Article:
Number 220 / June 2010

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Published by the Open Canoe Sailing Group

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Bala In The Springtime (RodL)

What a difference a day makes. Tents needed a few extra pegs for the Saturday when a cold wind relentlessly kept at the 20-odd mph mark all day, along with a few interesting gusts. In the morning I arranged a sail derigging/paddling/rigging exercise, which suited the conditions well. A paddled boat was standing by and turned out to be required when a caught sheet caused a capsize. This uncovered/confirmed the need for sufficient buoyancy as there was no way of bailing or boarding without rolling and re-swamping. Fortunately, proper dress for the occasion was being worn and cold didn't set in too quickly. Thanks to Mike for his additional assistance. In a similar vein, signing out and buddying up for outings on the water was insisted upon and one who didn't was later in need of escorting back after a breakage. I think the day claimed 2 masts, which reinforced my leanings that all masts should be made of wood (I've even heard that wood floats) and that the number of hulls on a canoe shouldn't exceed one (catamaran meets are every other weekend). Quite a fair number of comrades managed to partake of the delights of the cafe at the north end and because of the unusual north wind, which we'd been enjoying for the previous month, getting back wasn't half fast.

The night saw most of us at the Eagle Inn, learning Welsh, and the night sky at the campsite was a wonder to behold - quite a rarity for such as me who live within 10 miles of a town. Big binoculars are a must for these get-togethers.

The best word to describe Sunday was... perfect. With a steady wind around 12 mph we had a good race in relative safety - not as cold and mostly sunny. Not wanting to inconvenience anyone, we started ourselves on the water and the winners (a certain Ann & KeithM coalition) then had the privilege of timing the rest of us (some of whom mistook a buoy, which wasted 5 min going back when I finally sighted it). Congrats to all who managed the course.

A short sailing/paddling race, which involved both rigging and de-rigging, sorted out the men from the liberals (what have I said? - the word Cameron wants us to forget) and uncovered a few things to remember when trying to persuade your boat to go fast and in one direction under paddle. This time it was a well-deserved victory for AndyW. I can't emphasise too much the usefulness of such races. We all know we need to derig and paddle at some point and the less confident you feel, the more need you have to join in. Take all afternoon if you want - the finishing position doesn't matter.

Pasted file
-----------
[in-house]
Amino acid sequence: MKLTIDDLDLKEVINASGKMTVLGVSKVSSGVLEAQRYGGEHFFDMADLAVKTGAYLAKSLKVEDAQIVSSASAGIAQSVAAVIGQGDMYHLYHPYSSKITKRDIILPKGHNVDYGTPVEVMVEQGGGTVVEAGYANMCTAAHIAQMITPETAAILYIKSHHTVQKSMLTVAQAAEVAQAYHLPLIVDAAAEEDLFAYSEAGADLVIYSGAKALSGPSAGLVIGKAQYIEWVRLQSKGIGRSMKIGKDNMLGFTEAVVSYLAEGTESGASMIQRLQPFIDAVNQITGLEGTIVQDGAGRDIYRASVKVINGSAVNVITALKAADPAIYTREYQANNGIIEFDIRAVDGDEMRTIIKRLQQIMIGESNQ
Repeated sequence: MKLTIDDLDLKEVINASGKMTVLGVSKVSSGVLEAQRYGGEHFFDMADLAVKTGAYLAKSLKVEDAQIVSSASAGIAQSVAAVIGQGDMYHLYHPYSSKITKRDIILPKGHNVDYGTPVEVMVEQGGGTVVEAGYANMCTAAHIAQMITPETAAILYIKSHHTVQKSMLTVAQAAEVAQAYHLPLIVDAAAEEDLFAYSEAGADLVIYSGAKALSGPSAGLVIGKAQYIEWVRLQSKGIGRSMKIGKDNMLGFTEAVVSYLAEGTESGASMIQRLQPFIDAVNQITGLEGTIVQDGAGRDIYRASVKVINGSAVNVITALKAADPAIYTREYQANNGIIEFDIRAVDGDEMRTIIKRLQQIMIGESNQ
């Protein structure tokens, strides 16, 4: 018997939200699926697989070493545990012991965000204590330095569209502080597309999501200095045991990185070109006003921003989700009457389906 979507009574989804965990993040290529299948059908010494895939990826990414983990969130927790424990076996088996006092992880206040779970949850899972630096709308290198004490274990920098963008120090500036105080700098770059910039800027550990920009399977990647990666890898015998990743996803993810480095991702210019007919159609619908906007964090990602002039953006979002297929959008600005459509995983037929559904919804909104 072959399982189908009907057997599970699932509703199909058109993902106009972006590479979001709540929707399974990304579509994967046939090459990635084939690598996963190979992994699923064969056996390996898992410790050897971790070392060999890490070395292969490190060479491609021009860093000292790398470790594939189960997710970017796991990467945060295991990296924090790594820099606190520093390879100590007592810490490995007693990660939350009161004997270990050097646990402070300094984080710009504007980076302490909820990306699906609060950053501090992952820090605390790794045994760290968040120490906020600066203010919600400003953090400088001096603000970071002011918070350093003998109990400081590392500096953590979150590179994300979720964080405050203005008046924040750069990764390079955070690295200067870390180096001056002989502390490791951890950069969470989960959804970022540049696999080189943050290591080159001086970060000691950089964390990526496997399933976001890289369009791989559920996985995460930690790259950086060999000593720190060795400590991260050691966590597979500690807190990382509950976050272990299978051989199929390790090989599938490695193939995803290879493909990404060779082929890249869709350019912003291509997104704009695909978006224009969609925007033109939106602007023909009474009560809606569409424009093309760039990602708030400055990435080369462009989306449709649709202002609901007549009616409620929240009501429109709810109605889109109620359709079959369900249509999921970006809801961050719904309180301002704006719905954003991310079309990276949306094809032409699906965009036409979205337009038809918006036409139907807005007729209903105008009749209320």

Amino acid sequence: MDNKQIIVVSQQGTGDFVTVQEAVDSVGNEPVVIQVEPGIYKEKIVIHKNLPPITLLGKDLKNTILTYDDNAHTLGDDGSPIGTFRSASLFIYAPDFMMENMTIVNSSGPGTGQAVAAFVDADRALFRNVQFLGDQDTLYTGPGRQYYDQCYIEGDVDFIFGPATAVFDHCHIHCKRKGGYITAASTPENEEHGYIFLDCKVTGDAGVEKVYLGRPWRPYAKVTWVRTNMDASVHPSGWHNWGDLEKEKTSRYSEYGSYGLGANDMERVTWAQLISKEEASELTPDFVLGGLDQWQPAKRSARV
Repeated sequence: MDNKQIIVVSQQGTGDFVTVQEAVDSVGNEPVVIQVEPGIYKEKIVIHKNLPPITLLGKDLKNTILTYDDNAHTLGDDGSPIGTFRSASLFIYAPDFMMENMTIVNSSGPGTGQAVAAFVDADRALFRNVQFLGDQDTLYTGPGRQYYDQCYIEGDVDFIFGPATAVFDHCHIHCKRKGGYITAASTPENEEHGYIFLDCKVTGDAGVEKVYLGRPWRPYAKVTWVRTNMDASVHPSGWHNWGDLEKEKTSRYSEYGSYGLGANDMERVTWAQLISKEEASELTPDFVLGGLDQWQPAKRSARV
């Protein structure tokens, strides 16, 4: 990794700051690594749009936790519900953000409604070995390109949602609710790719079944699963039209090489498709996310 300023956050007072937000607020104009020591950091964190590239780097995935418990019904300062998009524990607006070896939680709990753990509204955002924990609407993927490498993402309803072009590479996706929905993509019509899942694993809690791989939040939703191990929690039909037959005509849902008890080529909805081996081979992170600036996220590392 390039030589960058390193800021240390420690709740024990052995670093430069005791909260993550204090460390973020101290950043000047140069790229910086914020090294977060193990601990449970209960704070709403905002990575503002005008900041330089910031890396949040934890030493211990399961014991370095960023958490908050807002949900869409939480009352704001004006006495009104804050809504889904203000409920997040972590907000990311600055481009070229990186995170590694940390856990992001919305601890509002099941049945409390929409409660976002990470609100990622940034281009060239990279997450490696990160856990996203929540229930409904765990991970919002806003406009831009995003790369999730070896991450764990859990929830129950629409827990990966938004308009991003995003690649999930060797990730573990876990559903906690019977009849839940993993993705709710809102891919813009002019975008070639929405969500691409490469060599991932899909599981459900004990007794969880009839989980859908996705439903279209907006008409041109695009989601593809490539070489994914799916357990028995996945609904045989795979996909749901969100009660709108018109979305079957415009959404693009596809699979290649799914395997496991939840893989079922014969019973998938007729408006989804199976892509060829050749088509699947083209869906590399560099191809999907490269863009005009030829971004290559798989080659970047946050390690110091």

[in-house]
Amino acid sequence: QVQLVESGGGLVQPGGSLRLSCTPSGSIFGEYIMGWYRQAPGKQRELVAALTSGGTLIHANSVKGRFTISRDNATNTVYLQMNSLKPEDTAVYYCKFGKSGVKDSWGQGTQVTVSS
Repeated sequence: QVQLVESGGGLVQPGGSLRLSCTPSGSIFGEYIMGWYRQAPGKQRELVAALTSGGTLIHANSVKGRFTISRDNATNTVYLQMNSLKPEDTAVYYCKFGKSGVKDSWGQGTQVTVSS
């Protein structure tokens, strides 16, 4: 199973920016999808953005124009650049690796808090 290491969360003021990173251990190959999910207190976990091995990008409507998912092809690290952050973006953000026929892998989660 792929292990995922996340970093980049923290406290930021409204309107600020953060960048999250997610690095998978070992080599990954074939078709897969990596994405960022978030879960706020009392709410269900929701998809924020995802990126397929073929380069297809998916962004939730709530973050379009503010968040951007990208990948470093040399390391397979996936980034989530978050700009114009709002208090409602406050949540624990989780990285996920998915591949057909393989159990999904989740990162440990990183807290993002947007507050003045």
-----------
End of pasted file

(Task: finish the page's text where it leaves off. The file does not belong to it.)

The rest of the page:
Finally, the last memories I take away from Bala are of two of the best-behaved dogs I've seen and one stupid lamb that made the most of a hole in the fence into the campsite all weekend.


Another Bala Meet Report (KeithM)

Like the lake itself, the Bala meet was small but beautifully formed. We didn't get a massive turnout, possibly due to the rather cold northerly breezes both forecast and experienced, but also due to several of our stalwarts, being in the late stages of preparation for their various Scottish expeditions, heading off the weekend after the Bala meet. The Solway Dory Daves were still putting the finishing touches to their new trimarans and successful maiden voyages happened on the Sunday but in the Lakes. AndyW was due to leave for the 5 Lochs jaunt with JohnS and DaveM but still managed to make the Bala meet and seemed to find it useful, not least to trial his shiny new bent-shaft paddle, which solves the issue of paddling his canoe with its stern deck-mounted outriggers in place.


Noel trying out his rig for the first time.


Declan getting ready to run back home.

It was good to see three newcomers and their boats and rigs. DeclanM, from Walton-on-Thames, had rigged his 15 foot Coleman with an Optimist rig and some homemade leeboard and rudder fittings, which he sailed very effectively. He said the weekend was very enlightening and has plans for further improvements - sounds familiar...!

NoelE, from near Welshpool, had just about finished rigging his Royalex We-No-Nah Prospector, also with an Optimist sail/spars, homemade leeboard and side-mounted rudder. He had heard about the group's meet via the Song of the Paddle web forum (for all things canoe related) and being so far, at his own admittance, more of a paddler and less of a sailor, he had come along for advice and guidance, which Jeff and Keith were able to provide to help him set the rig up, including fitting cleats for some of the control lines.

Noel was very game and keen to give it all a good try, even in the cold and challenging fresh breezes of Saturday and managed to make it to the far end of the lake, catching up with a café crowd of Keith, Jeff and Declan just as they were relaunching to return. Unfortunately he then suffered two breakages in fairly rapid succession; his wooden tiller extension bar failed right at

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